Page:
Tesla Claims DMV Implied Approval of Autopilot and FSD Branding

More than a year after the California Department of Motor Vehicles claimed that Tesla was falsely advertising the autonomous capabilities of its driver assistance features, the now-Texas-based automaker is defending itself in a new legal filing.

Tesla, however, believes that it’s in the clear because of the implications. Specifically, Tesla says that the DMV implied its approved use of its Autopilot and Full Self-Driving branding after the department had failed to take corrective action when investigating Tesla nearly a decade earlier.

Tesla’s argument is two-fold. First, for the term “Autopilot,” it argues that because the regulatory body investigated the automaker in 2014 over the use of its branding and decided not to take action, it implied the permitted use of the term. As for the term “self-driving,” Tesla says that because the DMV did not include clauses to prohibit the use of the term “self-driving” in draft regulations surrounding vehicle autonomy regulations, it implied that Tesla could continue using its “Full Self-Driving” branding.

“The DMV chose not to take any action against Tesla or otherwise communicate to Tesla that its advertising or use of these brand names was or might be problematic,” wrote Tesla in its response.

Last year, the California DMV filed two complaints with the California Office of Administrative Hearings. The complaints alleged that Tesla made “untrue or misleading” claims about its vehicles’ autonomous capabilities present in its Autopilot and Full Self-Driving driver assistance software suites. Specifically, it referenced Tesla’s website where a statement is made that claims the FSD “is designed to be able to conduct short and long distance trips with no action required by the person in the driver’s seat” and that it can “navigating urban streets, complex intersections and freeways.”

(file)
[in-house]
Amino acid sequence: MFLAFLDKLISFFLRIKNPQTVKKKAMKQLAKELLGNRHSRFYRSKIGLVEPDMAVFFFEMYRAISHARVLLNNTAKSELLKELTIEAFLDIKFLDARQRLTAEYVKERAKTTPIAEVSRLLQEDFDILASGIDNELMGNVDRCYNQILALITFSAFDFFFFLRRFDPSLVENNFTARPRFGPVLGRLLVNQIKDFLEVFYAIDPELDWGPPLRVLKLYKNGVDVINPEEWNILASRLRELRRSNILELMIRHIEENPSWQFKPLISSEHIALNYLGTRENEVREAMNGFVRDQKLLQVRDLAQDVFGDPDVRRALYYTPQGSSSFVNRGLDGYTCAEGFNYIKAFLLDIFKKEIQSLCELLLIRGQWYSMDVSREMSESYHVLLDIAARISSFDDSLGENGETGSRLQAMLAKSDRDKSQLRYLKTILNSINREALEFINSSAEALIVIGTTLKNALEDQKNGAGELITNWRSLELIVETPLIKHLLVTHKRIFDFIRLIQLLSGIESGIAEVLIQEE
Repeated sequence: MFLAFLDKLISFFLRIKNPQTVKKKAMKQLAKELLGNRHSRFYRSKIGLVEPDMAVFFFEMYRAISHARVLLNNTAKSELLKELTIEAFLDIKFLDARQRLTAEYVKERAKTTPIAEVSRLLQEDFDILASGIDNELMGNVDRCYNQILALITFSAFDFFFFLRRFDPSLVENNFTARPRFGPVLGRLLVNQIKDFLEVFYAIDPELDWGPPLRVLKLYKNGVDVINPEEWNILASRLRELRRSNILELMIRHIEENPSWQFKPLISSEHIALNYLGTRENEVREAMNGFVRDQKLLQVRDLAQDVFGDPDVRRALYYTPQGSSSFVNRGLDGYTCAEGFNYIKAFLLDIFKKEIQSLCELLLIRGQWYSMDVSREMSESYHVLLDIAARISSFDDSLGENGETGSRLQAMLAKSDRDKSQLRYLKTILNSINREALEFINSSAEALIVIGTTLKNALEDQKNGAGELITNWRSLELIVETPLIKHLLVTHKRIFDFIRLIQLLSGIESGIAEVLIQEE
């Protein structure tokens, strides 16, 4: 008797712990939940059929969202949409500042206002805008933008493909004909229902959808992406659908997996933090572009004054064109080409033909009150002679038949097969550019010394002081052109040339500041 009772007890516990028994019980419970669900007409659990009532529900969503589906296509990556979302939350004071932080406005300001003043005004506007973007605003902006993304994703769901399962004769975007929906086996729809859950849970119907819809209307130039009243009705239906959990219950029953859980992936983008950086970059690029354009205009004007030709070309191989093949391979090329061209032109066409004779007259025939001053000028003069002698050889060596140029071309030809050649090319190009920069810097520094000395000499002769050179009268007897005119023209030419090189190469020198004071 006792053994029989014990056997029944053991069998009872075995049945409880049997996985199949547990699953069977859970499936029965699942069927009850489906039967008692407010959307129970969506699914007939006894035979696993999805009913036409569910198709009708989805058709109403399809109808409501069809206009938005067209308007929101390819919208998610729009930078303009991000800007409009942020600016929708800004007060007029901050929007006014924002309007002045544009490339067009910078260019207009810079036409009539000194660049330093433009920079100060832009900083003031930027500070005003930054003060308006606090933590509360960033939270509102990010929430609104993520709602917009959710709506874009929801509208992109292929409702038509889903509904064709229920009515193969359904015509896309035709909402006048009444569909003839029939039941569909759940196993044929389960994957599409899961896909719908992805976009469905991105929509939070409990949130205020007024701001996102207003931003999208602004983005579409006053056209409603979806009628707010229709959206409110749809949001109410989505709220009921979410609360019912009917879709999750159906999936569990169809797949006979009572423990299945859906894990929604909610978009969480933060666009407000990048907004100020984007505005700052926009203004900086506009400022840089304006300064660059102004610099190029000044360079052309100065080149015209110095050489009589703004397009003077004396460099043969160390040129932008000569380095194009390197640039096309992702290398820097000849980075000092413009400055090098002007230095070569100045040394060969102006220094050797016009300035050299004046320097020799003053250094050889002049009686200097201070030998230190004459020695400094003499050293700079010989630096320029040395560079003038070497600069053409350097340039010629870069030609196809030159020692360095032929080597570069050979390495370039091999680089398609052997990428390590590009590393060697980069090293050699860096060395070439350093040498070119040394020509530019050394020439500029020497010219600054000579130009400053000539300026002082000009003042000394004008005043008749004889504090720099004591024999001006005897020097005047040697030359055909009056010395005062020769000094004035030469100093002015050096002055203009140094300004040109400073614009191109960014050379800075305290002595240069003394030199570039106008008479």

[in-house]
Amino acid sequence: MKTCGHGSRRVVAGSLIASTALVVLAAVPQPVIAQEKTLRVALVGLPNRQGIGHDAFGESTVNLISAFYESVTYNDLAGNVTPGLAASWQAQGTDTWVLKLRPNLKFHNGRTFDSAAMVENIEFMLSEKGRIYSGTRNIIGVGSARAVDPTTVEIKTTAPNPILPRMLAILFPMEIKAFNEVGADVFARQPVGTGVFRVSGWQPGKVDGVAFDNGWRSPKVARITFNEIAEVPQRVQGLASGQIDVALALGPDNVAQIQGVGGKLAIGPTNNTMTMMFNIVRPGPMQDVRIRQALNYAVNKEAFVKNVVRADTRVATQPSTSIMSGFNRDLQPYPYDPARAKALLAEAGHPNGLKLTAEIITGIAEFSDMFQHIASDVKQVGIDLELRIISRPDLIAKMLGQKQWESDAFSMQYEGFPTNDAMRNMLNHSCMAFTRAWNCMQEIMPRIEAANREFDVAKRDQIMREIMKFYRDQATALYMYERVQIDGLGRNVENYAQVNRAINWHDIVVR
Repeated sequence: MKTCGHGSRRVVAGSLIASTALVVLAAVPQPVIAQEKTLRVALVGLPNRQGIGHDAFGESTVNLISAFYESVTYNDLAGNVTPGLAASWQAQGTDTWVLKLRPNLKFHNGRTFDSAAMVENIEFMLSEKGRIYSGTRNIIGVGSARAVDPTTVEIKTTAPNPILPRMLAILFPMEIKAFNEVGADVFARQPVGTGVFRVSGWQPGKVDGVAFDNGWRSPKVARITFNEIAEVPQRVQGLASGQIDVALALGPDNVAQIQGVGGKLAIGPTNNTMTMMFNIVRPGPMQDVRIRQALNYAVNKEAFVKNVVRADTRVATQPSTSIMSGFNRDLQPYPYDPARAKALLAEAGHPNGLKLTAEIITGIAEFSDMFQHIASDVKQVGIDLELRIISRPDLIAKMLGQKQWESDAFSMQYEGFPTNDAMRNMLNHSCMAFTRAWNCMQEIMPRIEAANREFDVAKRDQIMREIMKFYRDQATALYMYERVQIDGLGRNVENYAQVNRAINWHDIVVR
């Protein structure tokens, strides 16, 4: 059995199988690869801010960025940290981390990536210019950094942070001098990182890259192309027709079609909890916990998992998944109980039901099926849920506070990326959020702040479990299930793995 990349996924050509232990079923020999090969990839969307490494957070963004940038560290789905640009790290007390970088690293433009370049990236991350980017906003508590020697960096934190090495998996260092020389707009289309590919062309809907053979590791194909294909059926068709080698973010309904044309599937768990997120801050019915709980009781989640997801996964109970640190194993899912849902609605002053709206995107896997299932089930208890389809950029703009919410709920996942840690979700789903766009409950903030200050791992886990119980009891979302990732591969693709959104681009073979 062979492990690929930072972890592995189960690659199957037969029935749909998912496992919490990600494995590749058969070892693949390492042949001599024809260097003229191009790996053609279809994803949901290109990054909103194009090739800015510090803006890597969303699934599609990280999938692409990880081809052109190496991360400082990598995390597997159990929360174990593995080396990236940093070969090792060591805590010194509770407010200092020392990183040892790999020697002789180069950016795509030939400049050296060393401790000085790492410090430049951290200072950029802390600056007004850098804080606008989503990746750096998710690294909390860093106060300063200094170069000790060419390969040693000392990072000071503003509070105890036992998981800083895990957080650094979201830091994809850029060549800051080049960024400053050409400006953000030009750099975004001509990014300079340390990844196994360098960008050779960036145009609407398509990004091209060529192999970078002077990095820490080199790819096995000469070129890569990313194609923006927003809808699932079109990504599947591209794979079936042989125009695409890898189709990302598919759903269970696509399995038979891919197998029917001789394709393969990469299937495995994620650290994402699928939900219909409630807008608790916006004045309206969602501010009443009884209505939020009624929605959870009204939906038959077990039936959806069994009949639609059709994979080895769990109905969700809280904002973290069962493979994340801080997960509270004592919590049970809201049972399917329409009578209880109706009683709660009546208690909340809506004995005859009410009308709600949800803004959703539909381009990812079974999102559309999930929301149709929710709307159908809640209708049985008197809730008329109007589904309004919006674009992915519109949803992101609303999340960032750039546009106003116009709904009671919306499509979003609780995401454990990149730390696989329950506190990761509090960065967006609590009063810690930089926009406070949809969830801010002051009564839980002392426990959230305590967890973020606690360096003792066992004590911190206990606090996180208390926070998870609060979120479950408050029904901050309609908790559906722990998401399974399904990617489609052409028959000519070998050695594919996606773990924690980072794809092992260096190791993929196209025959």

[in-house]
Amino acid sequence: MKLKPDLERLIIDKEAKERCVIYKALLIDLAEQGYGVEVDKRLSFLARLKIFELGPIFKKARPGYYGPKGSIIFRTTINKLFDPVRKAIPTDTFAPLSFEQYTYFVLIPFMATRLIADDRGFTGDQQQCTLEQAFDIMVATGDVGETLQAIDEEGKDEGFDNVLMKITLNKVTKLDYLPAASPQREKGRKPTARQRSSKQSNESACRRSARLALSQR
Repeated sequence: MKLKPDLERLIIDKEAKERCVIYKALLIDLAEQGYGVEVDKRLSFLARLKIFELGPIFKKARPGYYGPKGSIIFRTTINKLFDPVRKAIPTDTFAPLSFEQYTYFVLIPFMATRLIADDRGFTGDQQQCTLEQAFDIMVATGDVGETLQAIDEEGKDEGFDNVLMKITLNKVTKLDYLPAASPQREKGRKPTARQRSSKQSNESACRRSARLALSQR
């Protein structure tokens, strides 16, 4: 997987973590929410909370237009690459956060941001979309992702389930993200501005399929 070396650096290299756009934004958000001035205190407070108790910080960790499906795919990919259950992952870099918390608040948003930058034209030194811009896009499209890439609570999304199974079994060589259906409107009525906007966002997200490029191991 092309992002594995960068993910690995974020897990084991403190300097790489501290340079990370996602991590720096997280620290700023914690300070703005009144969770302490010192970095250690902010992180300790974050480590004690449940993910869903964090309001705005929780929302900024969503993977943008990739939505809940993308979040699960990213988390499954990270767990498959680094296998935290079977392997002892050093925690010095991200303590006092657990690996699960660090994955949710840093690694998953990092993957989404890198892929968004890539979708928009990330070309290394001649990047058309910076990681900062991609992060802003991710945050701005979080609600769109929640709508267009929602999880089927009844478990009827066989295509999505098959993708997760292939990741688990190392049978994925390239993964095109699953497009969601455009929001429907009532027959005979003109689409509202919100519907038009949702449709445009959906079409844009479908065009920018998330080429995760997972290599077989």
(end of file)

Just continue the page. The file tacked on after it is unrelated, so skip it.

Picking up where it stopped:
“[Tesla’s] vehicles equipped with those ADAS features could not at the time of those advertisements, and cannot now, operate as autonomous vehicles,” wrote the DMV in its 2022 filing against Tesla. “These advertisements are a deceptive practice.”

Despite these public-facing advertisement, Tesla has been fairly transparent about the limitations of its systems, at least to owners. For example, its website now clearly states that Autopilot is a hands-on feature that requires driver attentiveness. Similar statements are in its vehicle manuals, however, the semantics could be confusing to the average car buyer—something that the DMV is using to build its case.

Tesla removed a clause on its Autopilot support site sometime in September 2019 which noted that it classified Autopilot as a Level 2 automated system. It’s not clear if this was to clean up its site and avoid confusing would-be owners using industry terms, or if it was part of a rebranding strategy for its driver assistance products. And while the automaker has not cited it publicly, previous exchanges between Tesla’s general counsel and the DMV note that FSD Beta, formally called Autosteer on City Streets, will continue to be defined as Level 2 in its final release.

The California DMV isn’t the only party with a bone to pick with Tesla over its driver assistance software. Some owners have also attempted to sue the automaker in the past over alleged false advertisements. In fact, an owner in the U.K. was recently awarded a $10,000 settlement after taking the automaker to court over its inability to deliver on FSD’s promises since the owner took delivery in 2019. Meanwhile, owners have also complained that Tesla’s progress on its software has regressed since the removal of ultrasonic sensors in 2022, resulting in many vehicles being unable to fully utilize features present in the Enhanced Autopilot suite and above.

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